Volume 1 Issue 1

Review Article: The Ancient Biological Principle of the Retrograde Cellular Immortalization

Joseph G. Sinkovics*

The primordial RNA/DNA complex possessed an inherent faculty for the protection of the cellular life forms from death due to exposure to physicochemical and biological intrusions. The proof for it is the survival and the close to the limitless expansion of the cellular life forms, as casted against the violent history of this planet. A long list of elementary pathways was used alternatingly by the primordial cellular life forms for the ontogenesis of their progeny, acquisition of their immune defenses, and their survival in grave distress. The ancient faculties were preserved and further evolved when diploblastic life forms have become large bilaterally organized triploblastic multi-cellular communities (including Homo). The original ultimate bioengineer RNA/DNA complex preserved and further evolved its ancient faculty for exemption from senescence, by duplicating in young age (a semblance of immortality), especially in unicellular life forms. In single cells of multi-cellular eukaryotic life forms, these inherent capabilities dominantly involve anti-apoptosis, autophagy with recovery, and somatic driver mutations, all of these resulting in accelerated mitoses. These primordial faculties may be re-activated and re-expressed in bilateral triploblastic macro-organisms occupying top positions in the evolutionary ladder (Homo). In these hosts, these faculties were placed under the control of an extensive inhibitory network. The origin of such a network is already detectable in the dictyostelia amoeba in the form of the retinoblastoma protein regulating the cell divisions of its host.

This article distinguishes between those reactive processes, which were induced by external physicochemical and biological initiators, and thus evoke strong defensive reactions (which often may fail), and those that were internally commenced in some selected single cells of multi-cellular hosts by ancient retroviral genomic inserts incorporated into the recipient genomes. These latter processes are capable of switching off all specifically directed immune defences and even turn them into stimulatory forces within the internally transformed cells. In addition, these transformed cells receive full biochemical support that their hosts render to them via fibroblasts and macrophages, so altered already in the initially shared tumor/host microenvironments. This faculty inherently inscribed in the original RNA/DNA complecti and recurrent in highly evolved life forms is hereby referred to as 'retrograde cellular immortalization'. It is clinically diagnosed as oncogenesis.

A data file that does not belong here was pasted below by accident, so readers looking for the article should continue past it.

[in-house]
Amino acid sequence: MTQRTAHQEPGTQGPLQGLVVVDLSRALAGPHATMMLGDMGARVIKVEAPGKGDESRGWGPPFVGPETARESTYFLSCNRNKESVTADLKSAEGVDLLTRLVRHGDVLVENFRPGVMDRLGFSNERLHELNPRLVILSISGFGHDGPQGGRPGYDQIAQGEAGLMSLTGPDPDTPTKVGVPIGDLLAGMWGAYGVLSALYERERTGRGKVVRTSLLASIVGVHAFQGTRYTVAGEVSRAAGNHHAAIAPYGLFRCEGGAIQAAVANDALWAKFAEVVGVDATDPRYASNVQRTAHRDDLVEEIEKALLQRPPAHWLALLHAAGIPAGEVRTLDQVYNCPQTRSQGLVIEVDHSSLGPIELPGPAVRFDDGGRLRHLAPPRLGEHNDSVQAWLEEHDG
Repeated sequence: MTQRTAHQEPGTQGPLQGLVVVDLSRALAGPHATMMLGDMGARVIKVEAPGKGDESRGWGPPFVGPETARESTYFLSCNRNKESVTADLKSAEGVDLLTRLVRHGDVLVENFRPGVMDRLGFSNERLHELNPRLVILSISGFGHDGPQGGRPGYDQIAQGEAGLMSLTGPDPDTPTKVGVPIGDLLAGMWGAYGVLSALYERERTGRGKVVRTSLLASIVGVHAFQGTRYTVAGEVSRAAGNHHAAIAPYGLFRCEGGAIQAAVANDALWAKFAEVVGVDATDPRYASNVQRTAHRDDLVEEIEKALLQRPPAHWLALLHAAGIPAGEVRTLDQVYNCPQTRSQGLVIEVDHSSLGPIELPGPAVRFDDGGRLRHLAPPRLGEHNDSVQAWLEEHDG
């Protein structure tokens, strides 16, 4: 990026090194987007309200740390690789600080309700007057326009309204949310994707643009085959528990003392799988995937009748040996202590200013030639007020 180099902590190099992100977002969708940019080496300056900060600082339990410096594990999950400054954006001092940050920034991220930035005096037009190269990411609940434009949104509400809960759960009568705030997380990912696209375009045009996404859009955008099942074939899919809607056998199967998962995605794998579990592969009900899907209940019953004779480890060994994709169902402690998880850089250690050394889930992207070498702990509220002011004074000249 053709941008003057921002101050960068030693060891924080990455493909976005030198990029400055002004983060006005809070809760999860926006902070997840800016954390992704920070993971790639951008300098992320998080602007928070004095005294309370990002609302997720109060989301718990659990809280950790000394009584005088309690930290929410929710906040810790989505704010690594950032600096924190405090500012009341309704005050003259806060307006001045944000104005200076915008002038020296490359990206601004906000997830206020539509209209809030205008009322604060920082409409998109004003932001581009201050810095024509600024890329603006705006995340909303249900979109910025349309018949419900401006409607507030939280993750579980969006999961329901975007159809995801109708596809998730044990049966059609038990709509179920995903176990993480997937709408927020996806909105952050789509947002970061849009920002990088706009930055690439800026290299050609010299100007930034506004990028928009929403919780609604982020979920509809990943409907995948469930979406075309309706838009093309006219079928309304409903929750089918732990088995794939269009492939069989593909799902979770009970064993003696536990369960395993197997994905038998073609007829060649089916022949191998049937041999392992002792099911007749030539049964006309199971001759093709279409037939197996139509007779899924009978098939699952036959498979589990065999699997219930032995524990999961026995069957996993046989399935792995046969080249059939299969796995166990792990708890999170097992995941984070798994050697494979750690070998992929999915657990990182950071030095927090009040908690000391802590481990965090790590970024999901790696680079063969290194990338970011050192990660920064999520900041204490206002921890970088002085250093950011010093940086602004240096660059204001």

Cite this Article: Sinkovics JG. The Ancient Biological Principle of the Retrograde Cellular Immortalization. Open J Biotechnol Bioeng Res. 2017;1(1): 006-014.

Published: 30 May 2017

Research Article: Effects of Hydrochloric Acid Concentration and Water Content on Direct Transesterification of Physarum polycephalum for Biodiesel Production

Hanh TM. Tran*, Benjamas Cheirsilp, Yasmi Louhasakul and Steven L. Stephenson

The macroscopic trophic stage (plasmodium) of P. polycephalum lacks cell walls and produces a considerably high amount of biomass, which contains about 10% lipids and 95% of these lipids are triglycerides. The objectives of this research were first to evaluate the direct transesterification of P. polycephalum plasmodium into biodiesel and then to study the effects of HCl concentration and moisture content on this process. Two-step transesterification of dried plasmodium resulted in a Fatty Acid Methyl Esters (FAME) content of 105 mg. Direct transesterification of dried plasmodium yielded maximum FAME content (46 mg) at a low volume of 37% HCl (0.3 mL/0.1 g dried plasmodium) with a water content of 56.5%. To determine whether this effect came from the difference in HCl concentration or water content, additional experiments were carried out. Different HCl volumes were used whereas final water content was adjusted to be the same as 80%. FAME content increased when increasing the HCl volume from 0.3 to 0.7 mL/0.1 g dried plasmodium, but with a water content of 80% the maximum FAME content obtained was only 31.0 mg. Direct transesterification of wet biomass (with a moisture content of 80%) was then tested. The maximum FAME content obtained was 39.2 mg at 0.7 mL HCl/0.1 g dried plasmodium and a final water content of 87.4%. This indicated that water content and HCL volume interactively affected the FAME yield. Remarkably, direct transesterification of fresh plasmodium with a moisture content of about 80% yielded the highest FAME content (50 mg).

Cite this Article: Tran HTM, Cheirsilp B, Louhasakul Y, Stephenson SL. Effects of Hydrochloric Acid Concentration and Water Content on Direct Transesterification of Physarum polycephalum for Biodiesel Production. Open J Biotechnol Bioeng Res. 2017;1(1): 001-005.

Published: 22 March 2017

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